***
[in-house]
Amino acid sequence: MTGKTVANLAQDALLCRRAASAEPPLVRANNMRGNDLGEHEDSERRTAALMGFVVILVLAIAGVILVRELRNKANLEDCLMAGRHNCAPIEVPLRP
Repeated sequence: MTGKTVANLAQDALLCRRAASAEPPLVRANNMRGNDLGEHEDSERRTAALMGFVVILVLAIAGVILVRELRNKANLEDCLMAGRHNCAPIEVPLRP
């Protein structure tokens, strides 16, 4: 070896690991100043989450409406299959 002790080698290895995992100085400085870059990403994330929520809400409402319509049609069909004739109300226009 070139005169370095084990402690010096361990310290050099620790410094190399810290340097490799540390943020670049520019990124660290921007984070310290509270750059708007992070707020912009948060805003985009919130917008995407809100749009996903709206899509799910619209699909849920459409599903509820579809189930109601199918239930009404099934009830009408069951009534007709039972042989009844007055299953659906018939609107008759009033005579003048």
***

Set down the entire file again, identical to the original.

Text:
[in-house]
Amino acid sequence: MTGKTVANLAQDALLCRRAASAEPPLVRANNMRGNDLGEHEDSERRTAALMGFVVILVLAIAGVILVRELRNKANLEDCLMAGRHNCAPIEVPLRP
Repeated sequence: MTGKTVANLAQDALLCRRAASAEPPLVRANNMRGNDLGEHEDSERRTAALMGFVVILVLAIAGVILVRELRNKANLEDCLMAGRHNCAPIEVPLRP
């Protein structure tokens, strides 16, 4: 070896690991100043989450409406299959 002790080698290895995992100085400085870059990403994330929520809400409402319509049609069909004739109300226009 070139005169370095084990402690010096361990310290050099620790410094190399810290340097490799540390943020670049520019990124660290921007984070310290509270750059708007992070707020912009948060805003985009919130917008995407809100749009996903709206899509799910619209699909849920459409599903509820579809189930109601199918239930009404099934009830009408069951009534007709039972042989009844007055299953659906018939609107008759009033005579003048």